Like his colleagues of the time, Dr Green must have dispensed these substances in the unmonitored privacy of patients' homes in accord with his own experience and beneficence. He was free to exercise the art of medicine without the modern constraints of evidence-based guidelines, expert panels, or peer review. The bag, I thought sourly as I contemplated a pile of forms lying beside it on my desk, was a posthumous footnote to a debatable "golden age," whose adoring patients blindly trusted their lives to the seat of the doctor's pants and doctors, for their part, were widely understood to bury their mistakes. I looked up at the clock and found that I had kept my own patients waiting while indulging my curiosity. I stashed the bag in a corner of the room and got on with my day.

Later that evening, as I got ready for bed (with the answering service screening my calls), I identified my real familiarity with the bag. Through a haze of memory, I remembered seeing a bag like this when I was 8 years old. Every evening for a week my doctor and his bag appeared in my bedroom, where I was out of my mind with high fever and hallucinations and the unseen irons that battered at my skull in an endless torment. He sat on my bed each evening and, in the dim light from the hallway, rummaged in the bag for a rectal thermometer, an otoscope, and a daily injection that made me feel better for several hours, until the medicine wore off, and the headache and neck pain shrieked me awake again in the middle of the night.

He spoke to me softly in his deep voice, and each visit was a lifeline from the ordinary world, to which I knew I might never return. The bag seemed to be a talisman for his safe passage through the netherworld of disease, and I clung to its image throughout the long delusional days and nights. It was my only certainty among the terrifying images that crested and broke in every direction. If he had failed to return to my bedside one night, I might have let go of the rope and slipped forever into the maelstrom.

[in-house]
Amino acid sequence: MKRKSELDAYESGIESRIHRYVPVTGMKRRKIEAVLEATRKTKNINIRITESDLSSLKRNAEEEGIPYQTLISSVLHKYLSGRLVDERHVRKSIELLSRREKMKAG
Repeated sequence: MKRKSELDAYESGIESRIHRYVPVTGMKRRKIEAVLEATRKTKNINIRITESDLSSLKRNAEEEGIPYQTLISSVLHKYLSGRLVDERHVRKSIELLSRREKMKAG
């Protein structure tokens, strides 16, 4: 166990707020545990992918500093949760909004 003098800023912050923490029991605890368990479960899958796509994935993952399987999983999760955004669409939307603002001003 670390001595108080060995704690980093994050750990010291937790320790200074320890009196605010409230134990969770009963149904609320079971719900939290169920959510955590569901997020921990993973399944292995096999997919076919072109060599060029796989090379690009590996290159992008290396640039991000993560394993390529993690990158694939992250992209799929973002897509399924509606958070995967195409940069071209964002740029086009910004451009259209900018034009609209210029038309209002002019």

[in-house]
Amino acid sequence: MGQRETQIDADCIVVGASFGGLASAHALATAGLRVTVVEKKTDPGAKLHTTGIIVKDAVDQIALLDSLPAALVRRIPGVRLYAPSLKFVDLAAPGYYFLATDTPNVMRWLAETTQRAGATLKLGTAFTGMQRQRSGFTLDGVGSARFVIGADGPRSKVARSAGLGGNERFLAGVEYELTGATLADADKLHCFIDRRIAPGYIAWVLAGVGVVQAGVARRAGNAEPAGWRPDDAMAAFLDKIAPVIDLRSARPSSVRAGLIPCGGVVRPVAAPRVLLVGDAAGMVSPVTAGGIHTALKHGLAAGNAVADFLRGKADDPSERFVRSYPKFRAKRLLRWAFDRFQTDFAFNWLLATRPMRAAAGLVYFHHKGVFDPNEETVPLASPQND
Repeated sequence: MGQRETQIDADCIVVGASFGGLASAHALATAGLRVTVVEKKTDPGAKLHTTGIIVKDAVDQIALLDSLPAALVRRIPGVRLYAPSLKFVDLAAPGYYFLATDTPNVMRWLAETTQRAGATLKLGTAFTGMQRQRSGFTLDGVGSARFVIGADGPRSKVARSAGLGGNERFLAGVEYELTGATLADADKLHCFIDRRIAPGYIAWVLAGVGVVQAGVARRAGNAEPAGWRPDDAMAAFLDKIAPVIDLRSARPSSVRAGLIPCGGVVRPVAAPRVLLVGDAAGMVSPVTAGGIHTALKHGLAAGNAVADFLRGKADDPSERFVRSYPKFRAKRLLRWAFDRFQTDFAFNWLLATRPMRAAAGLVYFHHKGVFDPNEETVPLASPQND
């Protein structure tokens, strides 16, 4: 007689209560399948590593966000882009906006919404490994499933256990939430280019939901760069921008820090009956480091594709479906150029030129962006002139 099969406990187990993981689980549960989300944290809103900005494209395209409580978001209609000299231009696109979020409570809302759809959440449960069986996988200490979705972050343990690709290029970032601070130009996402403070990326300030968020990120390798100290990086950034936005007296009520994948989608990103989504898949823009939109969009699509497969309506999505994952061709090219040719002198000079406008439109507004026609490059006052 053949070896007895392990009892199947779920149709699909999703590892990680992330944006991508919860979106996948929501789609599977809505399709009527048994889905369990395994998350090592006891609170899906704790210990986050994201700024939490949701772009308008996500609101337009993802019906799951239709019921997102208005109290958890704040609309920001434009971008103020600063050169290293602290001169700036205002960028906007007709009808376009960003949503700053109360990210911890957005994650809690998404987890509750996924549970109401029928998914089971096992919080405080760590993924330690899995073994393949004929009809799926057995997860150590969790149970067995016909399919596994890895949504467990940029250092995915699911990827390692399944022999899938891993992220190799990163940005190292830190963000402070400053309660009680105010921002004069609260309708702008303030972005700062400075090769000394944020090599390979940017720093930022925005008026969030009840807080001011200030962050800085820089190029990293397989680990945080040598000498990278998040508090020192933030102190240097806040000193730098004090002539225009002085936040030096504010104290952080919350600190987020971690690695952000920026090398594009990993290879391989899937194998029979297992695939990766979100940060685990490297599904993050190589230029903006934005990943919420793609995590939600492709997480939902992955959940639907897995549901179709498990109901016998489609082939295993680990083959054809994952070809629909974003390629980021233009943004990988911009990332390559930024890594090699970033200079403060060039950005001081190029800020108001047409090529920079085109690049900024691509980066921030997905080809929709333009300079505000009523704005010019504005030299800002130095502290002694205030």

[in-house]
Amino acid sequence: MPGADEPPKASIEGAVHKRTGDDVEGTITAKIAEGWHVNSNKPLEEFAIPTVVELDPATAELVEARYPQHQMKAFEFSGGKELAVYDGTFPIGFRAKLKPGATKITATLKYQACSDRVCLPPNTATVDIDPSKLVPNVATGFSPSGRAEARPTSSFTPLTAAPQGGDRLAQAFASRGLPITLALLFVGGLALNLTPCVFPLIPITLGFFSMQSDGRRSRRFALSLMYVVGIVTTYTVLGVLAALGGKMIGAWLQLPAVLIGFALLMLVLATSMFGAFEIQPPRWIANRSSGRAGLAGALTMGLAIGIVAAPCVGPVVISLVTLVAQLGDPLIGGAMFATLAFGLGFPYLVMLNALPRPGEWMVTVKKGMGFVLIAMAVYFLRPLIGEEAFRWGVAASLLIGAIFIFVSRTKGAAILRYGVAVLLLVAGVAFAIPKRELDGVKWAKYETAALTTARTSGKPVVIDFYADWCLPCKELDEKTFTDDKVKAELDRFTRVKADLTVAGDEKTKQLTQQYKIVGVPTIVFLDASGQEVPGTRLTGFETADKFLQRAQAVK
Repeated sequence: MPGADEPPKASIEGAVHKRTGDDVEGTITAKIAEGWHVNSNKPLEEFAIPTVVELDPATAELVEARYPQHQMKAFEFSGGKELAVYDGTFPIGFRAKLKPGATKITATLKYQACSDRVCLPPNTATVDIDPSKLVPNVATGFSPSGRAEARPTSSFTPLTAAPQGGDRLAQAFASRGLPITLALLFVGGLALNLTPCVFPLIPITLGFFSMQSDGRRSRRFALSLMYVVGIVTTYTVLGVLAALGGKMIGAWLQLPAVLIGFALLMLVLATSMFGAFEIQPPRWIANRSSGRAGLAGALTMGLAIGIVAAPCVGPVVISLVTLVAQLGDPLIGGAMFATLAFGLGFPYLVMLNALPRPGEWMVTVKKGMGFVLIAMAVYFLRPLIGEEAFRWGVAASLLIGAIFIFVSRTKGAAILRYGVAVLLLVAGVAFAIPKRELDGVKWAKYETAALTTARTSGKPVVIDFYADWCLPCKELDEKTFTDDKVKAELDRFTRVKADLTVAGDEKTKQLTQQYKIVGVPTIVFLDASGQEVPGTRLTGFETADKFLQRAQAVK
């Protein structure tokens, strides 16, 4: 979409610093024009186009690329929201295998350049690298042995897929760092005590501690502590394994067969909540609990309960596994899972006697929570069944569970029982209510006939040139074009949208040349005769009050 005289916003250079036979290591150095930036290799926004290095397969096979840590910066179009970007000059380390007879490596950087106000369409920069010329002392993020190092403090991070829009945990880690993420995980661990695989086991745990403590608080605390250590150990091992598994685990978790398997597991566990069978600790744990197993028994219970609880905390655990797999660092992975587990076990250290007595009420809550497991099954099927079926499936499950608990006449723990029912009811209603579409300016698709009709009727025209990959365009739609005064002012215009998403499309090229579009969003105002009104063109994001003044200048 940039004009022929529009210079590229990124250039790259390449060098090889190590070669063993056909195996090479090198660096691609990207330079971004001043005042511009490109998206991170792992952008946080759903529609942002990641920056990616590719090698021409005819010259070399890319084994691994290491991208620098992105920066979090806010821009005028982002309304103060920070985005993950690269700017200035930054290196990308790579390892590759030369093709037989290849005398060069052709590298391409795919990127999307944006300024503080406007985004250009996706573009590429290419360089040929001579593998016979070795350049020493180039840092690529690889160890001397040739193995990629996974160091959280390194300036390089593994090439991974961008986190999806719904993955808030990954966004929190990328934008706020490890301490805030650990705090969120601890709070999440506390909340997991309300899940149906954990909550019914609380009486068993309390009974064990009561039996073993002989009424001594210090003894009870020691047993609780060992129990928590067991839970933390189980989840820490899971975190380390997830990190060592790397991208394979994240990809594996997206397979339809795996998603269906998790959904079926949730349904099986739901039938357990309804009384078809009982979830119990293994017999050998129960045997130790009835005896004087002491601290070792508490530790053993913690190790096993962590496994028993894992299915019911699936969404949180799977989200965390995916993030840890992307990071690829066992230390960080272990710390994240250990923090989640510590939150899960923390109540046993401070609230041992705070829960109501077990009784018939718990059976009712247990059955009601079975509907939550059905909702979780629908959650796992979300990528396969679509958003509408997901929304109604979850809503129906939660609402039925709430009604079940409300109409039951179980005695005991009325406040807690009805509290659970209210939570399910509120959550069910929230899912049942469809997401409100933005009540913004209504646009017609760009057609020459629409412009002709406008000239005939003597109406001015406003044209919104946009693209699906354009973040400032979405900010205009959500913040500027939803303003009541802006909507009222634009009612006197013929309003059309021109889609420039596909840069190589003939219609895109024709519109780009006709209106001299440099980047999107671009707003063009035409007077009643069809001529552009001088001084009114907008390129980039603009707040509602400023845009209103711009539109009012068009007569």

Still, when I continued to experience fever, headache, stiff neck, and photophobia after several days my parents sought out another physician, who immediately sent me to the hospital for a lumbar puncture, whose results were consistent with viral meningitis. Perhaps, given the greater reliance on bedside diagnosis at that time, my doctor was able to discern a viral from a bacterial origin with sufficient certainty to spare me a lumbar puncture. Perhaps his shot contained a dose of penicillin, just in case. Perhaps the possibility of meningitis had not occurred to him at all.

In the end, I think, I was simply fortunate that my symptoms did not represent something worse and that my recuperative powers were what they were. I find it difficult to understand this historical figure, the doctor with his bag who came to my house every night, who may or may not have helped me, and whose devotion perhaps exceeded his ability. I do not know if he is still in practice and, if so, how he is adapting to our own time, when physicians are more widely accused of a different inequality between caring and skill. Still, despite myself, I cannot help remembering that bag, and what it represented, with an involuntary thankfulness. Perhaps it is why I am here today.

So Dr Green's bag sat next to my bookcase for several months, among the slowly aging journals that accumulated around it. I suppose that I hoped it might someday speak to me, like an oracle, of something transcendent, some reliable truth that I could grasp among the restless swell of evidence and debate. But of course it simply sat there, another object, an artifact, just one more outdated old thing that gathers dust. Although I think I may have once experienced something of its unquantifiable power, the modern habit of mind rebels against its mythic claims. The actual bag now sits in my closet, awaiting its uncertain future in a world that, to both its advantage and detriment, seems to be outgrowing its seductive and perhaps dangerous magic.

References
1.
Hertzler AE. I go to the patient. In: The Horse and Buggy Doctor. New York, NY: Harper & Brothers; 1938:79-80.